I apologize for the length of this letter, but I didn’t have time to make it shorter. – Mark Twain
Twain was referring to the fact that refining something down to it’s essence takes iteration. Each iteration abbreviates the time necessary to produce and consume the item. I offer the Van Buren Law of Iteration:
t^n = (t^(n-1)) / 2
t = time for a given task
n = the iteration
I’ve written about the similarity between collaborative work and Improvisational Comedy before (Stop Asking Questions, Yes, and – not But, Want Better Collaboration Improvise). In this installment, I’d like to discuss the the Improv training game Scene Replay.
- Start a scene.
- Improvise for about 3 minutes.
- Replay entire the scene in half the previous time.
With each successive repetition, more of the uninteresting bits are automatically edited out and the scene becomes more engaging and entertaining. The first attempt takes the longest because those involved are discovering what needs to happen. After the third and fourth attempts, everyone knows what works, where the engaging parts are and the transitions between them. The same procedure works for any type of knowledge work.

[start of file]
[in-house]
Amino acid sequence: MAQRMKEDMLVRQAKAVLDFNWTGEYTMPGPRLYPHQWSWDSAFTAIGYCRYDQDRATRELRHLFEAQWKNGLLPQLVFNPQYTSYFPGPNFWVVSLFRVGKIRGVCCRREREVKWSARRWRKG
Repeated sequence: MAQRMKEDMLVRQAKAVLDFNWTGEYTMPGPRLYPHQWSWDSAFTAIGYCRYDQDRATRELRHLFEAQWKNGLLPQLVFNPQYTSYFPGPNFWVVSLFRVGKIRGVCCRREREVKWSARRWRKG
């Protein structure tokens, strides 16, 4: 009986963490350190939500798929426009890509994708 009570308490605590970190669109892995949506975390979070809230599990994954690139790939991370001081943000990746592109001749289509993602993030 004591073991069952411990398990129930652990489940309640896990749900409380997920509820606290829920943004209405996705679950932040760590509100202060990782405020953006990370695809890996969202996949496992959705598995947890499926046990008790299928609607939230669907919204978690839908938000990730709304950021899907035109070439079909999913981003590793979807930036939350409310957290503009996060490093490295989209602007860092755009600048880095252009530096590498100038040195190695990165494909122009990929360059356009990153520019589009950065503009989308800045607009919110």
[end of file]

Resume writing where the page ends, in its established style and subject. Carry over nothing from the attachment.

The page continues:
Think of a small work-related disaster, an unsaved file getting corrupted – and becoming unsuable, for example. Revising the document again, will take far less time than originally because you know exactly which changes to make. You can cut out all the unsuccessful bits – getting to the good stuff, making it better, and getting done more quickly. The thinking parts are done – it’s all about execution now.
How do you implement the Van Buren Law of Iteration?
A quick way is the following exercise:
- Take 5 minutes to tell a good – patient – friend a story.
- After you’ve completed the story – tell it to them in 2.5 minutes.
- Repeat until you can tell the entire story in a single sentence.
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